18 July 2007 | Cape Tormentine, NB
Coming Home! Bouctouche to Murray Corner and Cape Tormentine,
We left Bouctouche about 8am on Wednesday, and had a very pleasant motor-sailing trip through the Northumberland Strait. We successfully evaded all the fishing buoys we spotted, and began to scan the horizon for familiar landmarks as we drew closer to Murray Corner.
Jim's family has had a summer place there for almost 40 years, and it was a real thrill to be arriving by water. The tide was high enough for us to get in fairly close, so we anchored Madcap and Jim took the dinghy in to pick up four very excited passengers waiting on the shore.
What a delight to have Mary Jean (Jim's sister), Margaret (his niece), and Catherine and Oliver (Margaret's children) join us for the trip from Murray Corner to Cape Tormentine where we planned to anchor for the next couple of nights. We were able to sail much of that distance with very capable - albeit small - helmspersons taking their turns at the wheel. Passing under the Confederation Bridge was great fun. It is a huge bridge and a pretty impressive piece of engineering. It spans 13 miles from Cape Tormentine to Borden, and replaces the ferry route from New Brunswick to Prince Edward Island.
Cape Tormentine itself is a bit of a disappointment. The chart and sailing guides say, quite rightly, that there is space and good protection for pleasure boats to anchor in the outer basin of the harbour once used by the ferries to PEI. They do not say that the place looks like a bombed out zone from some earlier conflict. The walls are a mix of rusted metal and crumbling rock. The scenery in the outer basin consists of these walls, wire fences and the abandoned old ferry terminal. When we motored in the dinghy around the corner through the fishing boat harbour, it was less desolate, but still not welcoming. Fishing boats line the walls so we headed for the small wharf next to the land to tie up the dinghy where it would be out of the way. We all scrambled over the edge and up the gangplank to the waiting car and the land-journey back to the farmhouse.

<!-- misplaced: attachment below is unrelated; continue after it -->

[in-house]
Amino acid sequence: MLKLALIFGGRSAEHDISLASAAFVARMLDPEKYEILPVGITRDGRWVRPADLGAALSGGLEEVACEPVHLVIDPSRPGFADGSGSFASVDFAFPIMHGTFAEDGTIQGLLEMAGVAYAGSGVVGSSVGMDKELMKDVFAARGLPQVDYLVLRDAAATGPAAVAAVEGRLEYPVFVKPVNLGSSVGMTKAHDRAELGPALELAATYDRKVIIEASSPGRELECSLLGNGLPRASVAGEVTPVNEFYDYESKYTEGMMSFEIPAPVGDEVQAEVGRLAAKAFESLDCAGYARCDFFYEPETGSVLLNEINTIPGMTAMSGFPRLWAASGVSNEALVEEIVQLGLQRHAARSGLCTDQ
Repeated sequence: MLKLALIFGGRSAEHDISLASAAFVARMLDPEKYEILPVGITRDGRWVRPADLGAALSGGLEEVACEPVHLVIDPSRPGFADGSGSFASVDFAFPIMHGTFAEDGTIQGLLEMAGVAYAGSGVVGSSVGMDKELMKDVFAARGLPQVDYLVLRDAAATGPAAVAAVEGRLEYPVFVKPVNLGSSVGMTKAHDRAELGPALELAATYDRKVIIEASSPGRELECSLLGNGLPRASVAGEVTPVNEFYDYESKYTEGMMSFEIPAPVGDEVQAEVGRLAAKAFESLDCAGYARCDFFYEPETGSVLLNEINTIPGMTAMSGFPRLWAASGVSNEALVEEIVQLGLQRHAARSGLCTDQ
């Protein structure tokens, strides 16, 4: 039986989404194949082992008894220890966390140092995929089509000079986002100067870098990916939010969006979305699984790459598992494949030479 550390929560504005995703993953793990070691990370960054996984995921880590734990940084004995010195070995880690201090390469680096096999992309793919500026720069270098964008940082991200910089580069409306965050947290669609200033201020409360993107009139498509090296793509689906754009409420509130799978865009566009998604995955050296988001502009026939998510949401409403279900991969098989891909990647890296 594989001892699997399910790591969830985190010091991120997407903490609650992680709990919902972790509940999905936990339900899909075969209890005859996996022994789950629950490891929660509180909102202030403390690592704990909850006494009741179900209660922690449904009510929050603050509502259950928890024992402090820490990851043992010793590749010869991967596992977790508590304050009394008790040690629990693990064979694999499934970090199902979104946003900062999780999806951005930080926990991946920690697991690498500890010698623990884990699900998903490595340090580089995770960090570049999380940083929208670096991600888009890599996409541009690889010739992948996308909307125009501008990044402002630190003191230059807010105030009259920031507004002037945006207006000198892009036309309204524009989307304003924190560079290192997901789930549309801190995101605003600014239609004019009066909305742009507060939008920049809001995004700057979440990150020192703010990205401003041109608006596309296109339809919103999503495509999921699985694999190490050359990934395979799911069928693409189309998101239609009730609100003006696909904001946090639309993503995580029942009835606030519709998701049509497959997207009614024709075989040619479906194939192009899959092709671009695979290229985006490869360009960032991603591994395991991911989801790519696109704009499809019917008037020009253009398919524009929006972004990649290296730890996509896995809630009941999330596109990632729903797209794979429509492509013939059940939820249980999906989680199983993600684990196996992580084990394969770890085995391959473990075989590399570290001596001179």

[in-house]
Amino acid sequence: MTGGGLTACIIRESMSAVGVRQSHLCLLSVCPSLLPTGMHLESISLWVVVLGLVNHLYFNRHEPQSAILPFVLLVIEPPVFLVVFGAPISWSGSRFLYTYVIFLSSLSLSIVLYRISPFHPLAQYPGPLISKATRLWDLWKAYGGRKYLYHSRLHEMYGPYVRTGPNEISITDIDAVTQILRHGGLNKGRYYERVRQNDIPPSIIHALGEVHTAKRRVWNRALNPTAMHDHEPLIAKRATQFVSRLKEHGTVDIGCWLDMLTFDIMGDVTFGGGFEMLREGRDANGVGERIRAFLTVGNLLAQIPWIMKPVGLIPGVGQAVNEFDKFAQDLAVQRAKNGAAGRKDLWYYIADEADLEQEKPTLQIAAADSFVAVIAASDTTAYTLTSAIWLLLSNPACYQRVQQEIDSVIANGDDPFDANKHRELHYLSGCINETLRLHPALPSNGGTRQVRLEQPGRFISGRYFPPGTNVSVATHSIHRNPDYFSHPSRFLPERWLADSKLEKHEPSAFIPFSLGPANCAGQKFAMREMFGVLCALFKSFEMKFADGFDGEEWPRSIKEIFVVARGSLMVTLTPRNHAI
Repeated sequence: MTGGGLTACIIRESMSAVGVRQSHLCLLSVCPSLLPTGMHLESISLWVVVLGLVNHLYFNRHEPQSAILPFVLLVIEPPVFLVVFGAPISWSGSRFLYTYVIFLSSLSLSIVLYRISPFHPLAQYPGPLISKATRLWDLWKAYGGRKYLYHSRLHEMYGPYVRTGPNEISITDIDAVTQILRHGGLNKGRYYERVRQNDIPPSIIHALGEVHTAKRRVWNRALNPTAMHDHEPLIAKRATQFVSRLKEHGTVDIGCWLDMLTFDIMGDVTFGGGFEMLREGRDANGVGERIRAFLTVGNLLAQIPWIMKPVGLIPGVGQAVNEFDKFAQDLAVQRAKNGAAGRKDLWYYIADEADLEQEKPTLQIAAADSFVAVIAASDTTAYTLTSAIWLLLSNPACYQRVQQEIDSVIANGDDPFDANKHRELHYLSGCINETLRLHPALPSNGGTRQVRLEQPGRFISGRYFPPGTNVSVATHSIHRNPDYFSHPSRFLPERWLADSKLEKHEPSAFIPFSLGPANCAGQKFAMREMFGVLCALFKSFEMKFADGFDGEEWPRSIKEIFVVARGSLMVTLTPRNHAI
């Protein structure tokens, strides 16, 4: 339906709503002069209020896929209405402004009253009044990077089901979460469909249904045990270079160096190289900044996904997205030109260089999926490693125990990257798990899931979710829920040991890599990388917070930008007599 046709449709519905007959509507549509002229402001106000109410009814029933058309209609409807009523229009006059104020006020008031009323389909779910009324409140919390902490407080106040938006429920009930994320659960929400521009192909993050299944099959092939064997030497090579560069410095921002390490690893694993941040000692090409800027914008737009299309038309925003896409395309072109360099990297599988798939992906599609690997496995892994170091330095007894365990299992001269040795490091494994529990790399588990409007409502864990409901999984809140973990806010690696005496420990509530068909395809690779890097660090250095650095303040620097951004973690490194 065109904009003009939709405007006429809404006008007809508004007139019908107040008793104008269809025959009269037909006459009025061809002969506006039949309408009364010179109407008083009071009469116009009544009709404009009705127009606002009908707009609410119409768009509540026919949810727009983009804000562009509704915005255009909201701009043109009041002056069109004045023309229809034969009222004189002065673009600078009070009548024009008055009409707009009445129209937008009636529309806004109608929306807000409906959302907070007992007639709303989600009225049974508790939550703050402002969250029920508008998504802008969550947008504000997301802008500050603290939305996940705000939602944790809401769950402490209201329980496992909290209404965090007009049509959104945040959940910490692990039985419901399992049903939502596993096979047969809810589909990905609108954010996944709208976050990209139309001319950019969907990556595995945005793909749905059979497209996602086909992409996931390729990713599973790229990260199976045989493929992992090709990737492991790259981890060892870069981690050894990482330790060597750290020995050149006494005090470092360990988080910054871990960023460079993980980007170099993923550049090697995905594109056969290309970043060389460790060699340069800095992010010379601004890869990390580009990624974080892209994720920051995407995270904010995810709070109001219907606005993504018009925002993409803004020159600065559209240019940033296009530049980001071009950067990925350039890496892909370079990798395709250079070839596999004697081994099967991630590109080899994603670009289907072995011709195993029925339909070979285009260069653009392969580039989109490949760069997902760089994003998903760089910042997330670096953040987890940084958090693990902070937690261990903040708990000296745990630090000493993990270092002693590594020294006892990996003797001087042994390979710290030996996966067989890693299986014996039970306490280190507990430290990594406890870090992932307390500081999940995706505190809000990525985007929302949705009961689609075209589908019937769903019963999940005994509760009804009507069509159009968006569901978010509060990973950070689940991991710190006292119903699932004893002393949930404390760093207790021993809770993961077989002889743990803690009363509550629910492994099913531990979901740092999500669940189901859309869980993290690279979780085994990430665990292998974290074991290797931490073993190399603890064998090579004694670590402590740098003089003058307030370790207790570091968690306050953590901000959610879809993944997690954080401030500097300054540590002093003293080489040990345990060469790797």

We were told the next day by a fisherman that even pulling the dinghy to the end of the wharf was not good enough - we could not tie up there at all. There was a rusty and tipsy diesel pump there which we honestly thought was no longer in use, and even though we were not tied up in front of it, it seemed that he found our presence a problem. When the only suggestion offered was to tie up along the wall with the fishing boats - where we really would be in the way - and would have to scale a high, tar covered wall to get our feet on land - we pulled it around the corner and tucked it in as best we could.
It is a pity that the once thriving, and still attractive community of Cape Tormentine cannot muster the funds to fix up the little wharf a bit, and put out a welcome sign to visiting boats. There are few enough safe harbours on this part of the coast for boats that draw more than 5 feet. This one has easy water access and good protection for anchoring, but no facilities at all and difficult access to land. It might bring some pleasure boat traffic back to this area and to nearby Cape Jourimain if some attention was given to this harbour.
It's a good thing we had an enthusiastic family and picture perfect Park Beg property to enjoy or we'd have been left with a gloomy picture of this part of New Brunswick.